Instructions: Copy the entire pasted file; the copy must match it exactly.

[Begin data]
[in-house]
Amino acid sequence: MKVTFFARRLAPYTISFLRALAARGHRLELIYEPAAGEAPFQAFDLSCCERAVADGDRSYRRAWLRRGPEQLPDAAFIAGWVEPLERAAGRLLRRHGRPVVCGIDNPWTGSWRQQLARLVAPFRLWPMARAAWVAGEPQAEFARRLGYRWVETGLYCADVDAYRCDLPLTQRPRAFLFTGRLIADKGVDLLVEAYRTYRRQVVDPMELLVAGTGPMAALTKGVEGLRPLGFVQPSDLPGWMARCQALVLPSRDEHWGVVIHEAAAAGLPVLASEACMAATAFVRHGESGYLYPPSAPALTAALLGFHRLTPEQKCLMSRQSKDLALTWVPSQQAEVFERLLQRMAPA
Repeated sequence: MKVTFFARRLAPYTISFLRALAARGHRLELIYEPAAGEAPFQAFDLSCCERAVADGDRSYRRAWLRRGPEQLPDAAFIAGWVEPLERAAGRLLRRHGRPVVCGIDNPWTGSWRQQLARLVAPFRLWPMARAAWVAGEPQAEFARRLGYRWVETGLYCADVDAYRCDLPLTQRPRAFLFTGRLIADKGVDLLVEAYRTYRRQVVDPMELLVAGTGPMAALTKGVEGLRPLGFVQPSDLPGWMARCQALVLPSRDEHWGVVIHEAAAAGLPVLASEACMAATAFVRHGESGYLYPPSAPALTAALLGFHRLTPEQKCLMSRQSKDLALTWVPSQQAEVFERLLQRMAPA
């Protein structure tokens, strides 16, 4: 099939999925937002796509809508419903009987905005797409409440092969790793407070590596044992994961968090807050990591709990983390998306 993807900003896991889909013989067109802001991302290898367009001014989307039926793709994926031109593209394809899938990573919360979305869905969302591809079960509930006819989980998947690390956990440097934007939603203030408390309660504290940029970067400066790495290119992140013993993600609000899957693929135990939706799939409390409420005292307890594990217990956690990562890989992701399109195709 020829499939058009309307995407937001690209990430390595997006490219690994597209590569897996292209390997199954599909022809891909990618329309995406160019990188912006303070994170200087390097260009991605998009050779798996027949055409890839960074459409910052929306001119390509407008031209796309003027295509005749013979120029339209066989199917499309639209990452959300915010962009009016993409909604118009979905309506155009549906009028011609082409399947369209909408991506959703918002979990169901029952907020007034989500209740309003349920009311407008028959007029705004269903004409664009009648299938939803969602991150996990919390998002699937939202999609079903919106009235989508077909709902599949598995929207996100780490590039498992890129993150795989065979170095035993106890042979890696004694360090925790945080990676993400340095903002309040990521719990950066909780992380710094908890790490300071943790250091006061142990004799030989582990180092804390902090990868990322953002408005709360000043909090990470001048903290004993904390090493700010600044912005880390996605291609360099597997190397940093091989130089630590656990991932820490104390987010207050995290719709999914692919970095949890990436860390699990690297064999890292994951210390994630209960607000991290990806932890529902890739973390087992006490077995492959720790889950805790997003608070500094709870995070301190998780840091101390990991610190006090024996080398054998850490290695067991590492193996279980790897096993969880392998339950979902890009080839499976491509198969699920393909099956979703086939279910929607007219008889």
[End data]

[in-house]
Amino acid sequence: MKVTFFARRLAPYTISFLRALAARGHRLELIYEPAAGEAPFQAFDLSCCERAVADGDRSYRRAWLRRGPEQLPDAAFIAGWVEPLERAAGRLLRRHGRPVVCGIDNPWTGSWRQQLARLVAPFRLWPMARAAWVAGEPQAEFARRLGYRWVETGLYCADVDAYRCDLPLTQRPRAFLFTGRLIADKGVDLLVEAYRTYRRQVVDPMELLVAGTGPMAALTKGVEGLRPLGFVQPSDLPGWMARCQALVLPSRDEHWGVVIHEAAAAGLPVLASEACMAATAFVRHGESGYLYPPSAPALTAALLGFHRLTPEQKCLMSRQSKDLALTWVPSQQAEVFERLLQRMAPA
Repeated sequence: MKVTFFARRLAPYTISFLRALAARGHRLELIYEPAAGEAPFQAFDLSCCERAVADGDRSYRRAWLRRGPEQLPDAAFIAGWVEPLERAAGRLLRRHGRPVVCGIDNPWTGSWRQQLARLVAPFRLWPMARAAWVAGEPQAEFARRLGYRWVETGLYCADVDAYRCDLPLTQRPRAFLFTGRLIADKGVDLLVEAYRTYRRQVVDPMELLVAGTGPMAALTKGVEGLRPLGFVQPSDLPGWMARCQALVLPSRDEHWGVVIHEAAAAGLPVLASEACMAATAFVRHGESGYLYPPSAPALTAALLGFHRLTPEQKCLMSRQSKDLALTWVPSQQAEVFERLLQRMAPA
């Protein structure tokens, strides 16, 4: 099939999925937002796509809508419903009987905005797409409440092969790793407070590596044992994961968090807050990591709990983390998306 993807900003896991889909013989067109802001991302290898367009001014989307039926793709994926031109593209394809899938990573919360979305869905969302591809079960509930006819989980998947690390956990440097934007939603203030408390309660504290940029970067400066790495290119992140013993993600609000899957693929135990939706799939409390409420005292307890594990217990956690990562890989992701399109195709 020829499939058009309307995407937001690209990430390595997006490219690994597209590569897996292209390997199954599909022809891909990618329309995406160019990188912006303070994170200087390097260009991605998009050779798996027949055409890839960074459409910052929306001119390509407008031209796309003027295509005749013979120029339209066989199917499309639209990452959300915010962009009016993409909604118009979905309506155009549906009028011609082409399947369209909408991506959703918002979990169901029952907020007034989500209740309003349920009311407008028959007029705004269903004409664009009648299938939803969602991150996990919390998002699937939202999609079903919106009235989508077909709902599949598995929207996100780490590039498992890129993150795989065979170095035993106890042979890696004694360090925790945080990676993400340095903002309040990521719990950066909780992380710094908890790490300071943790250091006061142990004799030989582990180092804390902090990868990322953002408005709360000043909090990470001048903290004993904390090493700010600044912005880390996605291609360099597997190397940093091989130089630590656990991932820490104390987010207050995290719709999914692919970095949890990436860390699990690297064999890292994951210390994630209960607000991290990806932890529902890739973390087992006490077995492959720790889950805790997003608070500094709870995070301190998780840091101390990991610190006090024996080398054998850490290695067991590492193996279980790897096993969880392998339950979902890009080839499976491509198969699920393909099956979703086939279910929607007219008889």